HHS' annual snapshot of the nation's health paints a grim picture of the care provided to inner-city and rural residents compared with that given to suburbanites.
The report, issued last month, also notes a sharp drop in home health visits to those age 65 or older since the passage of the Balanced Budget Act of 1997.
"Access to care (in rural areas) has been one of our largest concerns, along with quality of care and hiring staff," says Alan Morgan, Washington-based vice president of governmental affairs and policy for the National Rural Health Association, Kansas City, Mo.
Although the report underlines calls by rural advocates for payment increases, Morgan says, the reality of lobbying Congress after the Sept. 11 terrorist attacks has changed the strategy.
"I certainly expect that Congress will still address the rural disparities in healthcare in some form this year. To what extent they do is another issue," Morgan says. "Certainly, on the regulatory front, there's much that can be done."
The association provided its ideas in a four-page letter to HHS Secretary Tommy Thompson and an HHS task force that will review all 12 of the agency's divisions to find ways to better serve rural areas. The letter urges the elimination of urban and rural designations in both Medicare and Medicaid payments, changes in the hospital wage index that would increase payments to rural providers and an increase in rural residency positions. The letter also calls for more money to widen access to eye, oral and podiatric health services in rural areas.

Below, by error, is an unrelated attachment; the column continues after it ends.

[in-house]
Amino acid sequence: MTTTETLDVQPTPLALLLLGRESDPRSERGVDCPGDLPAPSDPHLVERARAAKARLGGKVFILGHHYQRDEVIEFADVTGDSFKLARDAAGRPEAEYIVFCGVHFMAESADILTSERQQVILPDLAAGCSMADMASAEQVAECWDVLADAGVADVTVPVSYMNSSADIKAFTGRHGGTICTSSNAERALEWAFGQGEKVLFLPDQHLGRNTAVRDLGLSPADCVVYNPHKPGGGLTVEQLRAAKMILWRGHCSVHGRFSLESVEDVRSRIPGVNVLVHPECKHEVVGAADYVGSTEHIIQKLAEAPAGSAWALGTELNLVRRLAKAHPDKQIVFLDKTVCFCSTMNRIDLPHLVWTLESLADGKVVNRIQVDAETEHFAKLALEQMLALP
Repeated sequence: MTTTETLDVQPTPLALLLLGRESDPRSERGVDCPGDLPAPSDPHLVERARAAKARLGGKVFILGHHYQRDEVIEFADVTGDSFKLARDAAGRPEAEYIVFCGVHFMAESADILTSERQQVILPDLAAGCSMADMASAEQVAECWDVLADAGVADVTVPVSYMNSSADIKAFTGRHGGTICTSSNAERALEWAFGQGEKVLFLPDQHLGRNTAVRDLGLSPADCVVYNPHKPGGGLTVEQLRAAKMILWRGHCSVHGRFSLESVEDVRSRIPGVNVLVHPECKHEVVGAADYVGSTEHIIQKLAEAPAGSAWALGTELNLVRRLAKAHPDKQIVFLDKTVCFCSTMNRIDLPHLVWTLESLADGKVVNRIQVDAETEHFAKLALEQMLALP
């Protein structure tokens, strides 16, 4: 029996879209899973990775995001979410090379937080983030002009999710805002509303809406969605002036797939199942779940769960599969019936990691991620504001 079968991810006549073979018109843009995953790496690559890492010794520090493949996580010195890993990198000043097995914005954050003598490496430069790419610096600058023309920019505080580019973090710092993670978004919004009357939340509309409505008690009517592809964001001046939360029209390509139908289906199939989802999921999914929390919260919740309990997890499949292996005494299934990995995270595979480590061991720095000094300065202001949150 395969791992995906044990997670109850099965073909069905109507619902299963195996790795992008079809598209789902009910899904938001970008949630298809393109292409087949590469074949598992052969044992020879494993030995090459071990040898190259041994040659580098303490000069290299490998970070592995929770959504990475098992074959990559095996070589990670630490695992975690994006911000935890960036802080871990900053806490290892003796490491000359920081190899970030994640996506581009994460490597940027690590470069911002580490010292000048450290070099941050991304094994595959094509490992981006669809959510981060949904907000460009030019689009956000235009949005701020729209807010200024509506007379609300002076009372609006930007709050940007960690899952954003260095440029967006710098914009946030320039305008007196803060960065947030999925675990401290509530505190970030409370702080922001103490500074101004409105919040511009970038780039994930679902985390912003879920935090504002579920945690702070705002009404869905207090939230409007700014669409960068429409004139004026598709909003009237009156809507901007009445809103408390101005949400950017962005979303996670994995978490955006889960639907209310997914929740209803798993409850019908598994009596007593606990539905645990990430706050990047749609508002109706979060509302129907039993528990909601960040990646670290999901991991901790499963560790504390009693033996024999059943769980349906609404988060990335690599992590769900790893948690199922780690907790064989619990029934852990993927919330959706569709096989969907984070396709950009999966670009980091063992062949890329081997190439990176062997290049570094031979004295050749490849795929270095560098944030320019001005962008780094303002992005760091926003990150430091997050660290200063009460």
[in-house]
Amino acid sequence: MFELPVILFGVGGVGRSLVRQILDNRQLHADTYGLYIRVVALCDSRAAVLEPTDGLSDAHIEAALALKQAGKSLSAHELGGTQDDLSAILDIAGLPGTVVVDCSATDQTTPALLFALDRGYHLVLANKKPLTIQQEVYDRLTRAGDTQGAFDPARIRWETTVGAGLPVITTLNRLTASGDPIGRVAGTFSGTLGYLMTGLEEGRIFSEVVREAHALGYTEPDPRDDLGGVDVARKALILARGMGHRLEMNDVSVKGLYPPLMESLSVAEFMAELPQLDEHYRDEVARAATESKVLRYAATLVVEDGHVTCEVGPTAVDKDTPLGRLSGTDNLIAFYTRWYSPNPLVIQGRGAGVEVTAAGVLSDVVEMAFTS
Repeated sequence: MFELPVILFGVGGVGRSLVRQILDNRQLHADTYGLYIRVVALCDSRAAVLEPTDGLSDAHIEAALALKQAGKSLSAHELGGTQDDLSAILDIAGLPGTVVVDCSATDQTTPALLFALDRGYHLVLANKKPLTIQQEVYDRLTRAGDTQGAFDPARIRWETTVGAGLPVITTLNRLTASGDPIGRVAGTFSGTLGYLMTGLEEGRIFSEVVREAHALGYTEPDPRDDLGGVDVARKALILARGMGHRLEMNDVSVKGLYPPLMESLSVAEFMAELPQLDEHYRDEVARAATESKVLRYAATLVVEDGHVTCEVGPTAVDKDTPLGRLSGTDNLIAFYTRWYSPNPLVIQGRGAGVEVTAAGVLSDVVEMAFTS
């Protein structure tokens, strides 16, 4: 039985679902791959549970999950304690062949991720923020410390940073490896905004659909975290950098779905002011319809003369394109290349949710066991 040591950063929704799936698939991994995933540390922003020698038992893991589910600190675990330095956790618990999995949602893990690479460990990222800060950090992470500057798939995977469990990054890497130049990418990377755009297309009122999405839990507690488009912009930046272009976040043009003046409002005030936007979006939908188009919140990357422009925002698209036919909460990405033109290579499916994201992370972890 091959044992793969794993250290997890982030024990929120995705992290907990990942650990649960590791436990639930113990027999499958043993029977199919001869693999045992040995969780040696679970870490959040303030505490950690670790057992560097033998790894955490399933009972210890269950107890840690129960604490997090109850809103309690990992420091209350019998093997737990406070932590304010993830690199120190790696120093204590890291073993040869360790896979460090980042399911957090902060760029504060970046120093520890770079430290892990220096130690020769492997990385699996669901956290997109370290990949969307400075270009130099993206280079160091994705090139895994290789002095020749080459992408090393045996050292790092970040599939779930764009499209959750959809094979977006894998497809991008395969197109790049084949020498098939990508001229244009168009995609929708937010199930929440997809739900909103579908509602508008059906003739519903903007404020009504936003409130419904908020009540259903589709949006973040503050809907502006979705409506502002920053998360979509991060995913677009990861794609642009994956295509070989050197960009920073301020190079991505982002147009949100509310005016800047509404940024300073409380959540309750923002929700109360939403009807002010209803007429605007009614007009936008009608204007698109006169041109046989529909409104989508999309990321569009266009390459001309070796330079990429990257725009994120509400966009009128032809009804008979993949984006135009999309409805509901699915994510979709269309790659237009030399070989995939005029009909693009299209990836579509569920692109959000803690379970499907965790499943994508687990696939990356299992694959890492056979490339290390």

According to the HHS report, residents under age 65 of counties bordering large metropolitan counties, otherwise known as fringe metro counties, were the most likely to have private insurance, at 80.2%. By comparison, 65.9% of residents of large metro counties and 66.4% of residents of the "most rural" counties had private insurance. The most rural counties are those that lack a city with a population of 10,000 or more.
Overall, 71.2% of the under-65 population had private insurance in 1998, and 17% of the under-65 population had neither public nor private insurance in 1999, the latest years, respectively, for which those figures are available.
Fringe metro counties also posted the lowest mortality rates for infants, children and young adults (ages 1 to 24) and working-age adults (ages 25 to 64) and had the lowest teen birth rate. Based on self-reported surveys, adults in the suburban regions were the least likely to smoke, the least likely to be obese and the least likely to be physically inactive.
In a written statement, Thompson said the report can help public officials determine "where the most rural and urban communities can target public health efforts to close the gaps" with the wealthier suburban regions.
As for home healthcare, in 1996, 547 out of 10,000 elderly people received such services, but the rate fell to 381 per 10,000 elderly by 1998, a drop of 30.3%. The decline in use was a direct result of the budget-cutting interim home health payment system in use for Medicare from October 1997 to October 2000, the report said.
The figures surprised no one in the home health business, because the report covers a period marked by sharp Medicare cuts under the interim system, says Julie Phillips, communications director of the American Association for Homecare.
The report's findings should bolster the case the trade group has been making in Congress to repeal a 15% cut in Medicare home health reimbursements scheduled to take effect Oct. 1, 2002, Phillips says. "Of course, everyone is not necessarily focused on healthcare and Medicare right now, but we're going to try," she says. "It's really too soon to say." She adds that about 60 members of the House of Representatives have signed on in support of a repeal bill.
The report also reinforced some longstanding trends in how care is being delivered. In 1999, 62% of surgeries were performed on outpatients, up from 35% in 1990 and 16% in 1980. The hospital discharge rate-the number of hospital discharges per 1,000 population-declined by 22% from 1985 to 1999, and the average length of stay fell to five days from 6.6 days during that period, according to the report.